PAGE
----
2018 iPhones May Feature Faster and More Efficient Wireless Charging With Switch to Copper Coil

A translated China Times report today claims that the wireless charging coil on at least one of Apple's widely rumored trio of 2018 iPhones will be made from copper wire instead of FPC, short for ferrite polymer composite, allowing for both faster and more efficient wireless charging from a technical standpoint.

iPhone X's wireless charging coil visible under X-ray via iFixit/Creative Electron

Essentially, the report claims that Apple will be switching from thinner FPC coils with higher resistance to thicker copper wire coils with lower resistance for the wireless charging receiver built into iPhones.
Since high power and high efficiency are the trend of wireless charging, it is expected that at least one of the three iPhones in 2018 will abandon the FPC to adopt a copper coil solution to achieve the above goal, and because the copper wire coil resistance is small. It can also offset the thermal effects generated by the increase in power.
The reduced resistance would allow Apple to increase the power threshold that iPhones can safely handle via wireless charging, without overheating, which could result in faster and more efficient charging via Qi-certified mats, although this would still depend on the wattage that a particular mat outputs.

For context, FPC is a mixture of iron, at least one other metal, and plastic, whereas copper is a more pure material. Both have electromagnetic induction properties, making them suitable for wireless charging coils.

The latest iPhones support wireless charging at up to 7.5W, which actually isn't much faster than wired charging with a 5W power adapter, due to the efficiency limitations of the FPC coil. The switch to copper would yield improvements, assuming that Apple found a way to fit the thicker coil in its next iPhones.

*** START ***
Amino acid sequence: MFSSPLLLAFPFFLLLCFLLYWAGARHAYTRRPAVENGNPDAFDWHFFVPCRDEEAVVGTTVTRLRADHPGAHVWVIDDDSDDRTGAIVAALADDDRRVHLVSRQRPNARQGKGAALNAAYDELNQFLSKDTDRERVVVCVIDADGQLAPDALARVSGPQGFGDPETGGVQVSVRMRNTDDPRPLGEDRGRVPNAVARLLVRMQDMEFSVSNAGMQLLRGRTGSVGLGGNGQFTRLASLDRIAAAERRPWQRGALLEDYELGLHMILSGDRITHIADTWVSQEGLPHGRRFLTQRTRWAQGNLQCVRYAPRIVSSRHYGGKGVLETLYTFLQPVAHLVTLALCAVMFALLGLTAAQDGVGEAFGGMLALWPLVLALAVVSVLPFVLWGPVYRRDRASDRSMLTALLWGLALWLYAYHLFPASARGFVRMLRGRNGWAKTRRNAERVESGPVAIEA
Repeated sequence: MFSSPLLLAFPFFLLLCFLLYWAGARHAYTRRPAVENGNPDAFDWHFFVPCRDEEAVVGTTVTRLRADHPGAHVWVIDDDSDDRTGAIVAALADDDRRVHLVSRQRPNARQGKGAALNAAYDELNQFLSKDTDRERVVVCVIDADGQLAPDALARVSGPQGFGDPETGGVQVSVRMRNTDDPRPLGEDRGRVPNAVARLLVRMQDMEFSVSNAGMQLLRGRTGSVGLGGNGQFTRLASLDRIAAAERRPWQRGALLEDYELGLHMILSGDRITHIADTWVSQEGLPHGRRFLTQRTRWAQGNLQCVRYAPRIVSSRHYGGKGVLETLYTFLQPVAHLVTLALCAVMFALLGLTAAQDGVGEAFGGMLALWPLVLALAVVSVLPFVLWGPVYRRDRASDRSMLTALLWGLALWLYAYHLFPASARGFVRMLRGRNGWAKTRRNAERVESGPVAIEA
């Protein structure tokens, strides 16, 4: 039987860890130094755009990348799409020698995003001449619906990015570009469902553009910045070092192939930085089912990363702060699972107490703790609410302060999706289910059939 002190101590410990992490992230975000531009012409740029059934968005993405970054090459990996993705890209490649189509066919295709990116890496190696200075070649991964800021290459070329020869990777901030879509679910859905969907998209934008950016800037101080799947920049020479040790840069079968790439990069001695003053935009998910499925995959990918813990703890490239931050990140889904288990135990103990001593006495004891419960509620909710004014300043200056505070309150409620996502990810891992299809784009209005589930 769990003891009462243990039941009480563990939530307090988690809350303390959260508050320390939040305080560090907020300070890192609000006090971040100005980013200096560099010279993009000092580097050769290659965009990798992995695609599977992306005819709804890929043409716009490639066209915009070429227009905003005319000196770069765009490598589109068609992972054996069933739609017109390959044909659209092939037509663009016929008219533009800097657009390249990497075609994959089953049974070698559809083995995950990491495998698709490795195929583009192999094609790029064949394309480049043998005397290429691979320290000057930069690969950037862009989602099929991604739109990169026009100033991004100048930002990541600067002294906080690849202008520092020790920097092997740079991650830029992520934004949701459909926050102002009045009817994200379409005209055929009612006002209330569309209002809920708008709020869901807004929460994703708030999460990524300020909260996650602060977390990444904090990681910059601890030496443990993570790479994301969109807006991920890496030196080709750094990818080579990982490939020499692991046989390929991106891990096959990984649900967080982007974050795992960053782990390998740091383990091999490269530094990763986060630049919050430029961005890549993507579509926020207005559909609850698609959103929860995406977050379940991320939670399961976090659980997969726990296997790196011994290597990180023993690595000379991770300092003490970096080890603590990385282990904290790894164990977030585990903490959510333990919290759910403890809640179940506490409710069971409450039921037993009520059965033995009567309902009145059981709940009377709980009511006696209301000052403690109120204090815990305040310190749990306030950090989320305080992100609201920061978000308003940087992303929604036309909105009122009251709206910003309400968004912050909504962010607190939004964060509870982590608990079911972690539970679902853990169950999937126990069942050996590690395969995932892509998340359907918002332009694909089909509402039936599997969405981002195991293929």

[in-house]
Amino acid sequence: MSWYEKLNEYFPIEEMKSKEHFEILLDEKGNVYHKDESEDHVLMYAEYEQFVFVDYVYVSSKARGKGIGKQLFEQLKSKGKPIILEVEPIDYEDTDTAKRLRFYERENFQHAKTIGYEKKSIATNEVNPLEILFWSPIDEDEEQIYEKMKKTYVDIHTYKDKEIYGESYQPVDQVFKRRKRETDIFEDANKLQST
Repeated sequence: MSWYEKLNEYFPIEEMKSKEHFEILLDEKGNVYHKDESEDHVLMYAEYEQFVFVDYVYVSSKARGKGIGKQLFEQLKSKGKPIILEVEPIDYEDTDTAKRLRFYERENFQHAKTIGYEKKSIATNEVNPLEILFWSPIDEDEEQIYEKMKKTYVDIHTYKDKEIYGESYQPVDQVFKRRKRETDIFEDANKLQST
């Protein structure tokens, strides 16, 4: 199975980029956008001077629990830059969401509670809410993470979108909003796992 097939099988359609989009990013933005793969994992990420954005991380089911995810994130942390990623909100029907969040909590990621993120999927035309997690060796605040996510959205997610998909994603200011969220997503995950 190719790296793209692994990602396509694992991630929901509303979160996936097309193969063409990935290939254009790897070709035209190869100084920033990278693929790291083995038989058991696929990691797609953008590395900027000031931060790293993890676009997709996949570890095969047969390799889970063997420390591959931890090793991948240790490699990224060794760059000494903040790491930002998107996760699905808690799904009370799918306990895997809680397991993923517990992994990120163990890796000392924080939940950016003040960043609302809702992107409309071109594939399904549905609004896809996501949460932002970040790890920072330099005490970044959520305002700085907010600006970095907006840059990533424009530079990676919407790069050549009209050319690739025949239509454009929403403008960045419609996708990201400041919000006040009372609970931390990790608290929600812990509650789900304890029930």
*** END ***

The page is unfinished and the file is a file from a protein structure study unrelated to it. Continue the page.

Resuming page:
Apple is expected to unveil its 2018 iPhones at Steve Jobs Theater in September, but the company has yet to announce a date for the event.

Related Roundup: 2018 iPhones

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Ming-Chi Kuo May Lessen Focus on Apple Following Reported Departure From KGI Securities

Ming-Chi Kuo, widely considered to be one of the best analysts covering Apple, may no longer focus his research on the iPhone maker.

Kuo speaking on behalf of DigiTimes

China Times reports that Kuo resigned from Taiwanese research firm KGI Securities on Friday and, while his next move is uncertain, the publication suggests he will focus less on Apple and more on other emerging industries.

Kuo has been one of the most prolific sources of rumors about Apple's unreleased products and services since as early as 2010, when he was a senior analyst at industry publication DigiTimes. He briefly covered Apple for Concord Securities in 2011, before moving to KGI Securities in early 2012.


Kuo's research notes typically relayed information gathered from Apple's supply chain partners in Taiwan and other Asian countries. This information frequently allowed Kuo to accurately predict upcoming products on Apple's roadmap, although the specific details and release dates were occasionally inaccurate.

While he doesn't have a perfect track record, our archive of Kuo's research notes reveals several high-profile rumors that proved to be accurate. In March 2016, over two years prior to the iPhone X, for example, he said Apple was developing a new iPhone with a 5.8-inch OLED display, glass back, and metal frame.

Later in 2016, he shared a laundry list of predictions about the iPhone 7 and iPhone 7 Plus, including the lack of a 3.5mm headphone jack, a new glossy Jet Black color option, stereo speakers, and improved water resistance.